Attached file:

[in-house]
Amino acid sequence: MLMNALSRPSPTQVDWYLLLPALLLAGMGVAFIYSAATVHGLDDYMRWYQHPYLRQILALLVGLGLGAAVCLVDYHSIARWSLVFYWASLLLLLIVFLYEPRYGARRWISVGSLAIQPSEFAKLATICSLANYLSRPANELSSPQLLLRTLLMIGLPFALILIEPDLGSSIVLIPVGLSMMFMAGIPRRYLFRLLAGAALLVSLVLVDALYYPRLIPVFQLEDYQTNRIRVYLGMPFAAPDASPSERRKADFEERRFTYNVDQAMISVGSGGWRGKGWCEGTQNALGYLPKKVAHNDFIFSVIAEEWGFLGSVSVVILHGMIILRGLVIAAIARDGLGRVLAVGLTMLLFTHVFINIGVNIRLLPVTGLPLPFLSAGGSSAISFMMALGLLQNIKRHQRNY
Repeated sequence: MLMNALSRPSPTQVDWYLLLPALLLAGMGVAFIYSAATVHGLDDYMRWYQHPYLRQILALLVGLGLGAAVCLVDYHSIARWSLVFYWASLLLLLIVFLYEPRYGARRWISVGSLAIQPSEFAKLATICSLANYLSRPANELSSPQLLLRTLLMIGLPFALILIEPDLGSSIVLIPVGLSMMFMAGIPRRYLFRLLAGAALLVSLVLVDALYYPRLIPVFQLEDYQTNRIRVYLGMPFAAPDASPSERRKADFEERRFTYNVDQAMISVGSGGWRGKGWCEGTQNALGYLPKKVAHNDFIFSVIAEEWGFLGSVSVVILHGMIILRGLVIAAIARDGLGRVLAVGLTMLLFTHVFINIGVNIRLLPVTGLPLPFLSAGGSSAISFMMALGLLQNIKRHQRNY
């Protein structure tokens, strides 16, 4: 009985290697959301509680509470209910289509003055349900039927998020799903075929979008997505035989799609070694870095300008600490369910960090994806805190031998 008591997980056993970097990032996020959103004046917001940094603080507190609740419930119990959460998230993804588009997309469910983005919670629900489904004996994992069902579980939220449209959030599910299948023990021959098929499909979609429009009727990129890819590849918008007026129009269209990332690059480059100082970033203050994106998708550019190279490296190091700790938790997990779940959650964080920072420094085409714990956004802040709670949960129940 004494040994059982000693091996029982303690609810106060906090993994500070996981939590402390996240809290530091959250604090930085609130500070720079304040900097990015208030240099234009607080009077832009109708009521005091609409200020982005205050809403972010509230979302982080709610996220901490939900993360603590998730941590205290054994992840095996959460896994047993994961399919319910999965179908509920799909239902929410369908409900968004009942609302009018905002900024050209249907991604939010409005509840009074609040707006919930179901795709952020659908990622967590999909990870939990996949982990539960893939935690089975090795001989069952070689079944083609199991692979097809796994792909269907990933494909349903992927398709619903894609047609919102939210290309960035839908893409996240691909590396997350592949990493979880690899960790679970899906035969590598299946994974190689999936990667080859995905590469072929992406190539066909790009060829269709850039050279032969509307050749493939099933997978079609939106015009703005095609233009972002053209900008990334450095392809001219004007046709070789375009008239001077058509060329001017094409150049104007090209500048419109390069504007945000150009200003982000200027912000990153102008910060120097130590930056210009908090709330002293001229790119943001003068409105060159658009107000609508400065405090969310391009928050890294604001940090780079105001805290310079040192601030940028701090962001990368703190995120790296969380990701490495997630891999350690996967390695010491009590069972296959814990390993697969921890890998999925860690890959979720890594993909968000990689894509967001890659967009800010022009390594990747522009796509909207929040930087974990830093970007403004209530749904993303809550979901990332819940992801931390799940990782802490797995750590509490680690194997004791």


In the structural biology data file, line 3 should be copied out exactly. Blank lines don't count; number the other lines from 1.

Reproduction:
Repeated sequence: MLMNALSRPSPTQVDWYLLLPALLLAGMGVAFIYSAATVHGLDDYMRWYQHPYLRQILALLVGLGLGAAVCLVDYHSIARWSLVFYWASLLLLLIVFLYEPRYGARRWISVGSLAIQPSEFAKLATICSLANYLSRPANELSSPQLLLRTLLMIGLPFALILIEPDLGSSIVLIPVGLSMMFMAGIPRRYLFRLLAGAALLVSLVLVDALYYPRLIPVFQLEDYQTNRIRVYLGMPFAAPDASPSERRKADFEERRFTYNVDQAMISVGSGGWRGKGWCEGTQNALGYLPKKVAHNDFIFSVIAEEWGFLGSVSVVILHGMIILRGLVIAAIARDGLGRVLAVGLTMLLFTHVFINIGVNIRLLPVTGLPLPFLSAGGSSAISFMMALGLLQNIKRHQRNY